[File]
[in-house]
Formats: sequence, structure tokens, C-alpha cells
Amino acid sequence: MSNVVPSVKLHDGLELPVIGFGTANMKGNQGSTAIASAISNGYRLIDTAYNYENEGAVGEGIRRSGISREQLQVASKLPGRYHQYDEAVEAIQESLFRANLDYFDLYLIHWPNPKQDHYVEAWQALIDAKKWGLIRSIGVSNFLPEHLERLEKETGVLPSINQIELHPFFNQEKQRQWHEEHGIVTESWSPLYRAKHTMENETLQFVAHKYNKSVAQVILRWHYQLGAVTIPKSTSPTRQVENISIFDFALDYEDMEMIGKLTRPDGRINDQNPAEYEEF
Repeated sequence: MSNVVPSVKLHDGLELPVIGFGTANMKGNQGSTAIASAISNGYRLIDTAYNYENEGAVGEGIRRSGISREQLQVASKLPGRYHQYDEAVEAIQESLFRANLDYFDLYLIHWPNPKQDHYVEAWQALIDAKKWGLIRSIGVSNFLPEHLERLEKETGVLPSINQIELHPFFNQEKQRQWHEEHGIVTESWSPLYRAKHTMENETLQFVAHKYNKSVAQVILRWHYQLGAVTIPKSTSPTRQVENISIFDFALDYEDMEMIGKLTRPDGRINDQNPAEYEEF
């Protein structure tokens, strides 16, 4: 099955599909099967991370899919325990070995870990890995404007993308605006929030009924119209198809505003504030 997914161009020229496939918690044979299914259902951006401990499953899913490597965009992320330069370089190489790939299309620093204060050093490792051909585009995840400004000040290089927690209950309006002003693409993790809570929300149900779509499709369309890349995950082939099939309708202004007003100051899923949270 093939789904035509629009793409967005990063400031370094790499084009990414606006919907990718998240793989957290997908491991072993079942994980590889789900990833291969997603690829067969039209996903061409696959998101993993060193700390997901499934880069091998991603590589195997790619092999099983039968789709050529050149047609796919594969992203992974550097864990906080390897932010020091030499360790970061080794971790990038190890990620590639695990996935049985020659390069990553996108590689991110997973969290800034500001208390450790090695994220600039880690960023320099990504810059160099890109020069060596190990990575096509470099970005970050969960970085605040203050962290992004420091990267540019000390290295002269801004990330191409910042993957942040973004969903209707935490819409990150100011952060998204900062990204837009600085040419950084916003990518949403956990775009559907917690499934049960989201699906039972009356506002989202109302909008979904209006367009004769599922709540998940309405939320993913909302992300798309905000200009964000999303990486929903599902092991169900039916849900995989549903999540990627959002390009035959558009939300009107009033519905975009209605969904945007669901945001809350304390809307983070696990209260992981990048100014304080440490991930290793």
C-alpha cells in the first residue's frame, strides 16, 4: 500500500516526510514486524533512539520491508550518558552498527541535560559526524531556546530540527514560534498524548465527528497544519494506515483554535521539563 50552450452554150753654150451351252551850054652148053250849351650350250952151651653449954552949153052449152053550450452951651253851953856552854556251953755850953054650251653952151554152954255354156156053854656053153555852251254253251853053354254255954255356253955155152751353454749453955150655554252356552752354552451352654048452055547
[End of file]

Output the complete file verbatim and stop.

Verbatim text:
[in-house]
Formats: sequence, structure tokens, C-alpha cells
Amino acid sequence: MSNVVPSVKLHDGLELPVIGFGTANMKGNQGSTAIASAISNGYRLIDTAYNYENEGAVGEGIRRSGISREQLQVASKLPGRYHQYDEAVEAIQESLFRANLDYFDLYLIHWPNPKQDHYVEAWQALIDAKKWGLIRSIGVSNFLPEHLERLEKETGVLPSINQIELHPFFNQEKQRQWHEEHGIVTESWSPLYRAKHTMENETLQFVAHKYNKSVAQVILRWHYQLGAVTIPKSTSPTRQVENISIFDFALDYEDMEMIGKLTRPDGRINDQNPAEYEEF
Repeated sequence: MSNVVPSVKLHDGLELPVIGFGTANMKGNQGSTAIASAISNGYRLIDTAYNYENEGAVGEGIRRSGISREQLQVASKLPGRYHQYDEAVEAIQESLFRANLDYFDLYLIHWPNPKQDHYVEAWQALIDAKKWGLIRSIGVSNFLPEHLERLEKETGVLPSINQIELHPFFNQEKQRQWHEEHGIVTESWSPLYRAKHTMENETLQFVAHKYNKSVAQVILRWHYQLGAVTIPKSTSPTRQVENISIFDFALDYEDMEMIGKLTRPDGRINDQNPAEYEEF
């Protein structure tokens, strides 16, 4: 099955599909099967991370899919325990070995870990890995404007993308605006929030009924119209198809505003504030 997914161009020229496939918690044979299914259902951006401990499953899913490597965009992320330069370089190489790939299309620093204060050093490792051909585009995840400004000040290089927690209950309006002003693409993790809570929300149900779509499709369309890349995950082939099939309708202004007003100051899923949270 093939789904035509629009793409967005990063400031370094790499084009990414606006919907990718998240793989957290997908491991072993079942994980590889789900990833291969997603690829067969039209996903061409696959998101993993060193700390997901499934880069091998991603590589195997790619092999099983039968789709050529050149047609796919594969992203992974550097864990906080390897932010020091030499360790970061080794971790990038190890990620590639695990996935049985020659390069990553996108590689991110997973969290800034500001208390450790090695994220600039880690960023320099990504810059160099890109020069060596190990990575096509470099970005970050969960970085605040203050962290992004420091990267540019000390290295002269801004990330191409910042993957942040973004969903209707935490819409990150100011952060998204900062990204837009600085040419950084916003990518949403956990775009559907917690499934049960989201699906039972009356506002989202109302909008979904209006367009004769599922709540998940309405939320993913909302992300798309905000200009964000999303990486929903599902092991169900039916849900995989549903999540990627959002390009035959558009939300009107009033519905975009209605969904945007669901945001809350304390809307983070696990209260992981990048100014304080440490991930290793």
C-alpha cells in the first residue's frame, strides 16, 4: 500500500516526510514486524533512539520491508550518558552498527541535560559526524531556546530540527514560534498524548465527528497544519494506515483554535521539563 50552450452554150753654150451351252551850054652148053250849351650350250952151651653449954552949153052449152053550450452951651253851953856552854556251953755850953054650251653952151554152954255354156156053854656053153555852251254253251853053354254255954255356253955155152751353454749453955150655554252356552752354552451352654048452055547